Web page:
India ETF Space Has a New Player
November 24th 2009 at 2:00pm by Tom Lydon
India’s economic and exchange traded fund (ETF) growth is one of the year’s most compelling stories. Investors who find themselves intrigued by the country will be pleased to hear that there’s a new fund to access the rapidly growing emerging market.
iShares has finally launched the iShares S&P India Nifty 50 (Nasdaq: INDY), which has been in registration for years. The fund will have some ground to make up, says Cinthia Murphy for IndexUniverse. It launched with $20 million in assets, while the other two India ETFs hold several hundred million apiece. INDY will invest in securities and depositary receipts of India’s 50 largest companies by market cap.
Top sectors in the fund include banks, 17.1%; refineries, 13.5%; computer/software, 12%; and engineering, 6.7%. The expense ratio is 0.89%.
The two other major ETFs that are pure plays on India are:
- PowerShares India (NYSEArca: PIN): up 75.3% year-to-date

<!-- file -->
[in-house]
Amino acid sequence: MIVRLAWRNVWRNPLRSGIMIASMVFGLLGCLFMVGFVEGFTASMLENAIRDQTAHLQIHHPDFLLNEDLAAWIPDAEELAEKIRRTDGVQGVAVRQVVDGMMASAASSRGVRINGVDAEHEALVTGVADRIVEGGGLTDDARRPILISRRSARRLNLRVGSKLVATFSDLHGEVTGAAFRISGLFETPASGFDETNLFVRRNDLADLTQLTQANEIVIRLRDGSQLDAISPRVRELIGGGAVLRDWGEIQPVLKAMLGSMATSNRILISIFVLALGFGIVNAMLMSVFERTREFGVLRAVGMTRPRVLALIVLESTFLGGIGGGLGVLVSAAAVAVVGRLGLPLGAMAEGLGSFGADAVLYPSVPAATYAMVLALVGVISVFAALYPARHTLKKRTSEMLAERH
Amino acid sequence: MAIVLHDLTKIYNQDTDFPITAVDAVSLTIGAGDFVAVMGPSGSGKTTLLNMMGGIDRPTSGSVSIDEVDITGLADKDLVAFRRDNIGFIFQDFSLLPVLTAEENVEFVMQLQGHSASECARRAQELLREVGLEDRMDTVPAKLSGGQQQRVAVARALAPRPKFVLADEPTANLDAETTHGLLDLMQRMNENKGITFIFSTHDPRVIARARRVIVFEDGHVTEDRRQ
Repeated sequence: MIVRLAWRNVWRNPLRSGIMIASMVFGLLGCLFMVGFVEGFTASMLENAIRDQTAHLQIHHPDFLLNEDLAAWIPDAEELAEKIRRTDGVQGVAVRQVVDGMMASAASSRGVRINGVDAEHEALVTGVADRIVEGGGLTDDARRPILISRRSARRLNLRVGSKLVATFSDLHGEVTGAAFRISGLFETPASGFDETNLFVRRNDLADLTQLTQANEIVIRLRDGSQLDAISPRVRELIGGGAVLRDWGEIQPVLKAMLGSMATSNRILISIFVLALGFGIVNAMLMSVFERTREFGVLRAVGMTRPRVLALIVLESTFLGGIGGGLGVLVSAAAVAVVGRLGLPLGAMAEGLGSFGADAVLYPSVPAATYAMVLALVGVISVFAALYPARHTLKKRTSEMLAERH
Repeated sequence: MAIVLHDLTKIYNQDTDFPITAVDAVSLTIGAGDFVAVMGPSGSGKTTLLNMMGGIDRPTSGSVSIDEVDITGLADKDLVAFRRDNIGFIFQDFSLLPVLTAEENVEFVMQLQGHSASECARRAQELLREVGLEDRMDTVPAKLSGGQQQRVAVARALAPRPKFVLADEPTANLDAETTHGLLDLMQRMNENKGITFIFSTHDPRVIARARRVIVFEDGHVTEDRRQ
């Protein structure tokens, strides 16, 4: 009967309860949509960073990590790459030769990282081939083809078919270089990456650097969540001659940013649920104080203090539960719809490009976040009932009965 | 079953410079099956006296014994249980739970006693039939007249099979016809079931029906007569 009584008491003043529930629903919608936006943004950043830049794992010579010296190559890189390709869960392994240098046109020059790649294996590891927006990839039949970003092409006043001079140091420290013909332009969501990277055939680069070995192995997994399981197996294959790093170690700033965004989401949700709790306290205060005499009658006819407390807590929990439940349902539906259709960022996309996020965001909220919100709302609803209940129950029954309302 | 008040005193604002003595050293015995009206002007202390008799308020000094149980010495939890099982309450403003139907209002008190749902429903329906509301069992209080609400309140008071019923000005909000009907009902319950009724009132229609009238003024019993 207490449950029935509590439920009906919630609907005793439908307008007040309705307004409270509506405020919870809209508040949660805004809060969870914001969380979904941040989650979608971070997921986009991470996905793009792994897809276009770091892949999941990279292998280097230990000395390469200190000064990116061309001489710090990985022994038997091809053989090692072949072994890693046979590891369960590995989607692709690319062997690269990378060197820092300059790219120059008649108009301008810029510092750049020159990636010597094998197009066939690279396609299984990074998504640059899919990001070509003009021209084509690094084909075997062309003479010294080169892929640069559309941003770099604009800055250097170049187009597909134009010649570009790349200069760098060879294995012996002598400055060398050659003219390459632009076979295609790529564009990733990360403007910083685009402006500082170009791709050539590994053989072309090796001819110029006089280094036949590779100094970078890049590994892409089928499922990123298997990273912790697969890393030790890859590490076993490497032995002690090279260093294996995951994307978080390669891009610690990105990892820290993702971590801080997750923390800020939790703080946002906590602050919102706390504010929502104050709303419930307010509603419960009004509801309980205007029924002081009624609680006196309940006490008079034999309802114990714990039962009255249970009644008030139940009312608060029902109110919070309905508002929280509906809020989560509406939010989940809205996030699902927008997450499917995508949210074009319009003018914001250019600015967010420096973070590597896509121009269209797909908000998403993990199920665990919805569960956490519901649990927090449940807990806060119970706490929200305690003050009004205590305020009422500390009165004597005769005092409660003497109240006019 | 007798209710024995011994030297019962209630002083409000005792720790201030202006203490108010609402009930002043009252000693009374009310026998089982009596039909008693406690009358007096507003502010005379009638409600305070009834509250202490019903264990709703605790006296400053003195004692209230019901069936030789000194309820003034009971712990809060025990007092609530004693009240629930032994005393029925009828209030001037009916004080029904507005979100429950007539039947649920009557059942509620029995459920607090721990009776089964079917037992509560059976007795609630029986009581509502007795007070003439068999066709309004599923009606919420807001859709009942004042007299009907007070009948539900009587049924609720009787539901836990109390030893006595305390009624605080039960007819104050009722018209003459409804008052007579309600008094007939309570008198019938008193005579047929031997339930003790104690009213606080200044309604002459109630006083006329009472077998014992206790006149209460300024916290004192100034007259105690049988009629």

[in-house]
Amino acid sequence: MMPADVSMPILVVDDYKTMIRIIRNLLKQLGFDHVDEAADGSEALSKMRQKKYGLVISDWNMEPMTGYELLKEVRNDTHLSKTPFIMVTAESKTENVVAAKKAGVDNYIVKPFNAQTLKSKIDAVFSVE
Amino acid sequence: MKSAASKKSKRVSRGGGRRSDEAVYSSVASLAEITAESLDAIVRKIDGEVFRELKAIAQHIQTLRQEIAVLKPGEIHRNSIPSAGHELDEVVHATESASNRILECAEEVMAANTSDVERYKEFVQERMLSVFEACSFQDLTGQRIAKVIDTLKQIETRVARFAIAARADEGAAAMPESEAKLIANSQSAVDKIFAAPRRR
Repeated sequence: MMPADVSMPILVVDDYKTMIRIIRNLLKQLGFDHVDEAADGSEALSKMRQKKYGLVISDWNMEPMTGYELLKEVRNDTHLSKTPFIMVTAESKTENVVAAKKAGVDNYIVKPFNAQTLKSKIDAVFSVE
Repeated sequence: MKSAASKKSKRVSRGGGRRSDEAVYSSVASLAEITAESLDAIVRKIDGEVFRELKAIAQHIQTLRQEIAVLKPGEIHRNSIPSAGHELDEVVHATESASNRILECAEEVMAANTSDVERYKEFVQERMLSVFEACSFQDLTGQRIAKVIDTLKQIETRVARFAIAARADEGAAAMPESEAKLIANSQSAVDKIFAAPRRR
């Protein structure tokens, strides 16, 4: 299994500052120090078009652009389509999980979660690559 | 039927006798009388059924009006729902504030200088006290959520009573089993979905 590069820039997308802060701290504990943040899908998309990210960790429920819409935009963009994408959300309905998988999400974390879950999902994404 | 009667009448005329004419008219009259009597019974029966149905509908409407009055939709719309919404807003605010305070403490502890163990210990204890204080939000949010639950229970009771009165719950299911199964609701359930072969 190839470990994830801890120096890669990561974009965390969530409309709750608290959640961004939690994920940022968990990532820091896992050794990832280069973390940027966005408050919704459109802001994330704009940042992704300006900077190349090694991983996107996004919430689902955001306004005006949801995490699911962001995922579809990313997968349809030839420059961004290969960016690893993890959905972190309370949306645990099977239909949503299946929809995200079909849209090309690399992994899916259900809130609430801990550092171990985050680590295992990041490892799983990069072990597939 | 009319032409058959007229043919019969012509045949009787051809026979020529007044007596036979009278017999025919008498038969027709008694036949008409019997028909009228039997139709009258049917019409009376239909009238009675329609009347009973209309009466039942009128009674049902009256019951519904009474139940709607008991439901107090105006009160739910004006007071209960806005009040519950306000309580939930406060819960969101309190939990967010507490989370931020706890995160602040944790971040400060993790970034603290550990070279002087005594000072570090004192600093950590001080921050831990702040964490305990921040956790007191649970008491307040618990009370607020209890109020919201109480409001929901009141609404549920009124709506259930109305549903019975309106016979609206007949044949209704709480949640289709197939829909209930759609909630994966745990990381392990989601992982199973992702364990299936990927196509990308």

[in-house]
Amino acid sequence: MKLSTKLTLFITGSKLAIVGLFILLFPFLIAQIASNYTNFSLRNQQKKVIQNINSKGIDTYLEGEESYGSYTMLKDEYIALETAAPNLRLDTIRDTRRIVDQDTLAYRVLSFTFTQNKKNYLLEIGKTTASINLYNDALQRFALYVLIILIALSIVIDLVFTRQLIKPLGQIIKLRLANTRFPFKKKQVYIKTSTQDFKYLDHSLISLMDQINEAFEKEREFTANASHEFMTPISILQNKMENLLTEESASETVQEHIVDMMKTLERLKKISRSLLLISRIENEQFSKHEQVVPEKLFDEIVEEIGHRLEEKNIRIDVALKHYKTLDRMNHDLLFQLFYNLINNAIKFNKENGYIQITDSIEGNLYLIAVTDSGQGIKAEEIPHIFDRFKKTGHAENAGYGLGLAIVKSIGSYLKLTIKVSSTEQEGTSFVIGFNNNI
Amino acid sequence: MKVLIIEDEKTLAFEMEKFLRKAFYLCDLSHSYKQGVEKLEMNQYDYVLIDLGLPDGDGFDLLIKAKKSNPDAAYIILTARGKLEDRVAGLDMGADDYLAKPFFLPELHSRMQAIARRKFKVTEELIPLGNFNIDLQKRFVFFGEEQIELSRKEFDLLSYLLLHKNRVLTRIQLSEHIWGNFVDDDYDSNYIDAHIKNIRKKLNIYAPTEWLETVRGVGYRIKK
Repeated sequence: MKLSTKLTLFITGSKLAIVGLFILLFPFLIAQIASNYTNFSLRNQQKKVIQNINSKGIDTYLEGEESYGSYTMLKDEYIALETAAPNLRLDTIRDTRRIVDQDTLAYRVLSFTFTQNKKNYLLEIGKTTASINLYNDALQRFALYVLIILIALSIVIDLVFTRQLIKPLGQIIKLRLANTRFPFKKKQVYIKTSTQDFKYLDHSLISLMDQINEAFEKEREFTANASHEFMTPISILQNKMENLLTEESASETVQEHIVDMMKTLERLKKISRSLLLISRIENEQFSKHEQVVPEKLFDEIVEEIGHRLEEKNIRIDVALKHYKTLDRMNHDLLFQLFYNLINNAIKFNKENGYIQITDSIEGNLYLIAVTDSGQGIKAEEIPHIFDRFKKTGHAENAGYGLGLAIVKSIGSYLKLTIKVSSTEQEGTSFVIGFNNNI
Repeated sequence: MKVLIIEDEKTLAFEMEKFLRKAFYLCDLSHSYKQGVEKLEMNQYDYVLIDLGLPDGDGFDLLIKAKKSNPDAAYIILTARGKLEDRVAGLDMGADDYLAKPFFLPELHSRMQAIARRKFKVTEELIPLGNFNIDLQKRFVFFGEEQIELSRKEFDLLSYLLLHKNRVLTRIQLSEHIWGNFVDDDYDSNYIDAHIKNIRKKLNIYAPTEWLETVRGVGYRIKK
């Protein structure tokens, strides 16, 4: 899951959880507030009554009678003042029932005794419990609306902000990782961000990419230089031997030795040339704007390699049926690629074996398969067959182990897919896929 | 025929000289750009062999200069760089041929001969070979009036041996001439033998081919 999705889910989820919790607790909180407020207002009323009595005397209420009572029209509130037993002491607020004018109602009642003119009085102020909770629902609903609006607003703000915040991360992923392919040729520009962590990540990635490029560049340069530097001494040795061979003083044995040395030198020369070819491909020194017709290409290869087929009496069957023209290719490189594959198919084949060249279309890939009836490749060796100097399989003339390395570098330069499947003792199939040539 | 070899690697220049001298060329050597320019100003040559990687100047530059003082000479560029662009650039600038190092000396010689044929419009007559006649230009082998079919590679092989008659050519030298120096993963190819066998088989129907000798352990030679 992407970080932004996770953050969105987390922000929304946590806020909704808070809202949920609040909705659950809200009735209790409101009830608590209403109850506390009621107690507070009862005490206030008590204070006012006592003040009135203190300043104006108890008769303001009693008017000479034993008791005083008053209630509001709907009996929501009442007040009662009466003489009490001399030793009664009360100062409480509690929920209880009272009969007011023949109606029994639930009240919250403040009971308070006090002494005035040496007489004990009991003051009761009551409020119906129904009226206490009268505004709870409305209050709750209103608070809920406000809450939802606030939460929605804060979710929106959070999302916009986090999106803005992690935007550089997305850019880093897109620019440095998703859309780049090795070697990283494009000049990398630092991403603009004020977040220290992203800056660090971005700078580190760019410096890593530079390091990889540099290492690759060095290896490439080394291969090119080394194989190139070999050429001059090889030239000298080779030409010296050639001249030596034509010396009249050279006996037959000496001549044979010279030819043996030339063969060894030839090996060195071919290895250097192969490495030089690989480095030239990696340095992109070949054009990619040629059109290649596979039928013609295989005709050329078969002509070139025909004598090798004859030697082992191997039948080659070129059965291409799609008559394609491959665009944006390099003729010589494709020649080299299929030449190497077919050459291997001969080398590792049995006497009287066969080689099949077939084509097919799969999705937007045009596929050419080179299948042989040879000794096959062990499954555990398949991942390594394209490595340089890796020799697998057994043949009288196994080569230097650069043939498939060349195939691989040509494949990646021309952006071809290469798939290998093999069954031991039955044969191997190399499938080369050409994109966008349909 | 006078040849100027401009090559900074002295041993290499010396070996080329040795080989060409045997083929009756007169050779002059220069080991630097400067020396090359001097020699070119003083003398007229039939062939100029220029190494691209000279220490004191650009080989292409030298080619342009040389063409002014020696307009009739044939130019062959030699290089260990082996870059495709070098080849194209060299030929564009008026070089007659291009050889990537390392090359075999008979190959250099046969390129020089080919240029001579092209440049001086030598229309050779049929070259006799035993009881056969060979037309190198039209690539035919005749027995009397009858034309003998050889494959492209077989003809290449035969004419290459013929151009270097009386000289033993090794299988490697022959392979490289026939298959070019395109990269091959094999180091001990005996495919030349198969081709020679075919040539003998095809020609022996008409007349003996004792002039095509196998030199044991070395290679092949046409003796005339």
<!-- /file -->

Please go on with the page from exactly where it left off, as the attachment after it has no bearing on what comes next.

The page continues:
- WisdomTree India Earnings (NYSEArca: EPI) up 92.5% year-to-date
Together, they have about $900 million between them as of Oct. 31, spurring other BRIC or emerging market funds to increase their exposure to India, reports The Economic Times. (Read about the investor influx in India’s ETFs).
The Indian economy, projected to grow by 6.1% in 2009-10 and 7.1% next year, has weathered the global downturn relatively well.
Even though stimulus may eventually be withdrawn in India, governments won’t do it until their economies are on solid footing. As long as emerging markets continue to make changes that lead to greater growth, India’s uptrend could have legs. Emerging markets are becoming major players on the global economic scene, and it’s unwise to ignore them. (What next for India and related ETFs?)
The major players in the economic recovery include China, India and the United States. Hindustan Times reports that the Organization of Economic Cooperation and Development’s (OECD) claims that calls for a total turnaround is premature and a recovery is timid, at best, thanks to continuing rampant unemployment.
For more stories about India, visit our India category.
The opinions and forecasts expressed herein are solely those of Tom Lydon, and may not actually come to pass. Information on this site should not be used or construed as an offer to sell, a solicitation of an offer to buy, or a recommendation for any product.